The Congressional Budget Office is a nonpartisan and unelected wing of Congress tasked with determining the cost of bills, and the agency operates as a budget referee on Capitol Hill in order to be an unquestioned arbiter of how much a bill will affect the treasury.
But in an attempt to save an Obamacare repeal bill under fire from all sides, congressional Republicans are working the refs.
Republican leadership is pre-emptively blasting the agency as a cadre of “unelected bureaucrats” who inaccurately reported the costs of the original Affordable Care Act bill in 2010, to hedge against bad news that could further damage the Obamacare replacement bill’s prospects.
“As our director said publicly earlier this week, we are working on the estimate and will publish it as soon as it is finished,” said CBO associate communications director Deborah Kilroe. The office also said providing more cost estimates earlier in the lawmaking process would require more resources.
As our director said publicly earlier this week, we are working on the estimate and will publish it as soon as it is finished.
Deborah Kilroe, CBO associate communications director
The Republican plan to repeal parts of the Affordable Care Act does not yet have a CBO cost estimate, and the measure could cost billions while making it harder for millions of people to obtain health insurance. The CBO score, which is set to be announced as soon as Monday, could alarm fiscally conservative Republicans concerned about budget deficits and make it harder for the much-maligned bill to pass.
Outside analysts already have offered some takes on the legislation. Rating agency Standard and Poor’s released a report saying between 6 million and 10 million people would lose insurance if the plan is passed, which could cause moderate Republicans to demand changes.
“This is the same CBO that when Obamacare did come to the floor they made all those great promises about how it was going to lower premiums,” Republican Whip Steve Scalise of Louisiana said during a markup hearing on Wednesday. “The CBO, and the president, talked about how it was going to reduce the deficit. Remember, that promise was broken. When the CBO comes up with a score, that’s great, but in the meantime we’re not going to wait for some unelected bureaucrats to provide relief from Obamacare to the American people.”
The White House, which supports the current partial-repeal bill but is open to changes, also blasted the CBO this week.
“If you’re looking to the CBO for accuracy, you’re looking in the wrong place,” White House Press Secretary Sean Spicer said. “They were way, way off last time in every aspect of how they scored and projected Obamacare.”
The CBO did overestimate the number of people who would enroll in Obamacare, and major providers continue to leave the program. Just 10.4 million people were enrolled last year, about half of the CBO’s estimate of 22 million.
But fewer employers than anticipated stopped offering health insurance because of the federal law, meaning people who the CBO thought would enroll in Obamacare stayed in private insurance plans. Also, more people than anticipated turned out to be eligible for Medicaid, which further reduced the number of people in the law’s insurance exchanges.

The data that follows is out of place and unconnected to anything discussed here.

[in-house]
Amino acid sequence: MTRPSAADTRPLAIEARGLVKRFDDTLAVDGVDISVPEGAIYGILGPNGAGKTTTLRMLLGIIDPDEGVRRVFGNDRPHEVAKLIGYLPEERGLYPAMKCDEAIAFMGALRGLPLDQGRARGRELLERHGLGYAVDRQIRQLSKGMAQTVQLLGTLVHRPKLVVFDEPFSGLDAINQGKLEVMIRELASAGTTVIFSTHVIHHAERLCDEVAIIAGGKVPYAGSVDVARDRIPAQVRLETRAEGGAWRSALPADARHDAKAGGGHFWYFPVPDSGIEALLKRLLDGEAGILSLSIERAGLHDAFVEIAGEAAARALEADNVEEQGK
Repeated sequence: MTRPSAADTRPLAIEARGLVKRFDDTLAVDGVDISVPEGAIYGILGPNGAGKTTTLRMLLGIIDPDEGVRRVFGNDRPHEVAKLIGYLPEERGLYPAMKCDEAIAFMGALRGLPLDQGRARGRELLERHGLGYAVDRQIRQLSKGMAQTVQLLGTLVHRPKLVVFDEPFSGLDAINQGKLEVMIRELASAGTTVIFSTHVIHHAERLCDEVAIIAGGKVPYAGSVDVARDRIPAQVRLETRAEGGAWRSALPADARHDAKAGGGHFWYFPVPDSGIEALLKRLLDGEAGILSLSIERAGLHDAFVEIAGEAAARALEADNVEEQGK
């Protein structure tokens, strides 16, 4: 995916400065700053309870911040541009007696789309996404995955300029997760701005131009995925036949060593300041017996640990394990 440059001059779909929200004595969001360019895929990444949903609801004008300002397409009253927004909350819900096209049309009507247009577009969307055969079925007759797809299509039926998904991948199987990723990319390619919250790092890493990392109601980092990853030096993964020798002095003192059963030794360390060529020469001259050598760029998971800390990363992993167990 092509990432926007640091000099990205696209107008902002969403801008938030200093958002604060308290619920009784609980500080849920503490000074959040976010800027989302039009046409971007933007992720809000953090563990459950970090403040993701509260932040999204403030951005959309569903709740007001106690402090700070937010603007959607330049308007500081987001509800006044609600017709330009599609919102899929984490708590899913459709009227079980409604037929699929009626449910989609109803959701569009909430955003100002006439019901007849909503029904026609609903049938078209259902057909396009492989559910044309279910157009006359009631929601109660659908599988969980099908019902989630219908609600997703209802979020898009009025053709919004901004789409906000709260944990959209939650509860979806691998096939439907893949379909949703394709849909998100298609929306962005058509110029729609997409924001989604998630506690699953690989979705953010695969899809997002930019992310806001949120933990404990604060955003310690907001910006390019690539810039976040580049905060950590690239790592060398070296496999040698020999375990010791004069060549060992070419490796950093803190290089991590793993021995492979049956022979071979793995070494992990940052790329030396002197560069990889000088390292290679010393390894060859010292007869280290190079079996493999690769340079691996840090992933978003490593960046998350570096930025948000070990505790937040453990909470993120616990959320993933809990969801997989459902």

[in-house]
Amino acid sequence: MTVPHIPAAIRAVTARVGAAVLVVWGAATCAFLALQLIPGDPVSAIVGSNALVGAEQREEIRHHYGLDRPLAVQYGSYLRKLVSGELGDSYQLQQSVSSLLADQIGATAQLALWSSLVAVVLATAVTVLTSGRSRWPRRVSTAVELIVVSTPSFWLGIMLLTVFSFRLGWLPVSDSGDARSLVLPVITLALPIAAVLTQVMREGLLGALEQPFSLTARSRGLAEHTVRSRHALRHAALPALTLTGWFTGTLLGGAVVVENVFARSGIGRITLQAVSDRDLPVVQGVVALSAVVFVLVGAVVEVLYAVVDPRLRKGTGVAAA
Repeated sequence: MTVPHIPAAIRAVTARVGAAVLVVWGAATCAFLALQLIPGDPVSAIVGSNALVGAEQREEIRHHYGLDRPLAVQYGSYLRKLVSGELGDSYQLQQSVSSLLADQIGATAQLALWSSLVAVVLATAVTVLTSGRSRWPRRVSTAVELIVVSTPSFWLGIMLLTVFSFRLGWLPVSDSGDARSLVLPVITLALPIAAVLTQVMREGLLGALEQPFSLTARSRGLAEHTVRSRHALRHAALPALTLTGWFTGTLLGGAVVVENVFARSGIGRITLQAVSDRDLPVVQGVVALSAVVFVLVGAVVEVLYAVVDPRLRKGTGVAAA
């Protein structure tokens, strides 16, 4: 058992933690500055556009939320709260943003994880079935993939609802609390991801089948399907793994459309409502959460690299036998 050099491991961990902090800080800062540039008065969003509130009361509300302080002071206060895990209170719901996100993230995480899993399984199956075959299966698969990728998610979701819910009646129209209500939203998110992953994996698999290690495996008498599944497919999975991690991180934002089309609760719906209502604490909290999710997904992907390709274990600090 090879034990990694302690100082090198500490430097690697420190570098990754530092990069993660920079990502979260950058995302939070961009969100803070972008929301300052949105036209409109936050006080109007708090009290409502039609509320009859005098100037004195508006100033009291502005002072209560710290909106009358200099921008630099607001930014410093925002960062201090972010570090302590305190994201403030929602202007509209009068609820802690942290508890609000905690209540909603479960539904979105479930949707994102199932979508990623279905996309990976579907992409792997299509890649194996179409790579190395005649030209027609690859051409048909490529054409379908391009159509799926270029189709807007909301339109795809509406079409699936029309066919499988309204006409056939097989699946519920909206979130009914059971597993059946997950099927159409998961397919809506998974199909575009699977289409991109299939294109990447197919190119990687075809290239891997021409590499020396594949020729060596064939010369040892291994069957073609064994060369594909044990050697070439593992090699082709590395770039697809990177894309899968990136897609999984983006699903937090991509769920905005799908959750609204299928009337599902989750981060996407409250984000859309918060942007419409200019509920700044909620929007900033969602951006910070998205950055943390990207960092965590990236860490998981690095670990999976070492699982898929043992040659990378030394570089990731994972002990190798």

If you’re looking to the CBO for accuracy, you’re looking in the wrong place.
White House Press Secretary Sean Spicer
The CBO was much closer to the mark when it came to Obamacare’s overall impact on health care coverage. Just under 90 percent of Americans under age 65 had health insurance last year, according to the Centers for Disease Control and Prevention. In 2013, just before the exchanges were launched, 83.4 percent of people under age 65 had health insurance.
Democrats protested moving forward with the bill in committee this past week before the CBO estimate was released, and they unsuccessfully offered amendments that would have stalled the legislation until a score was made public.
“We’ve had no public hearings, no congressional budget score,” said Democratic Rep. Gene Green of Texas.
Republicans, including former House Energy and Commerce Committee Chairman Joe Barton of Texas, say there will be a CBO score before the bill reaches the House floor later this month but that the agency is in need of an overhaul.
6 million to 10 million The estimate from rating agency Standard and Poor’s of how many people would lose health insurance under House Speaker Paul Ryan’s plan
“I don’t know what they do, they sit around and think great thoughts and everything on the issues,” Barton said. “One of the things we need to do is reform the CBO folks.”
Barton, who said, “We’re all God’s children, we all want a CBO score,” during committee markups this week, said the CBO’s cost estimates could drastically change in the coming weeks as the bill moves through Congress.
But the CBO score is just one piece in a giant lawmaking puzzle. House Speaker Paul Ryan must find enough Republican votes to pass his party’s biggest campaign promise.
If cost estimates are too high, conservative members like Kentucky Sen. Rand Paul will have more ammunition in lambasting the law as a new federal entitlement. And if the number of people who could be booted off insurance is too high, moderate Republicans who represent districts with thousands of people on Obamacare could pull their tepid support.
“This is going to take time to get all the other pieces in place, but we are committed to reforming this,” said Energy and Commerce Committee Chair Greg Walden, R-Ore.
Tony Pugh contributed to this report.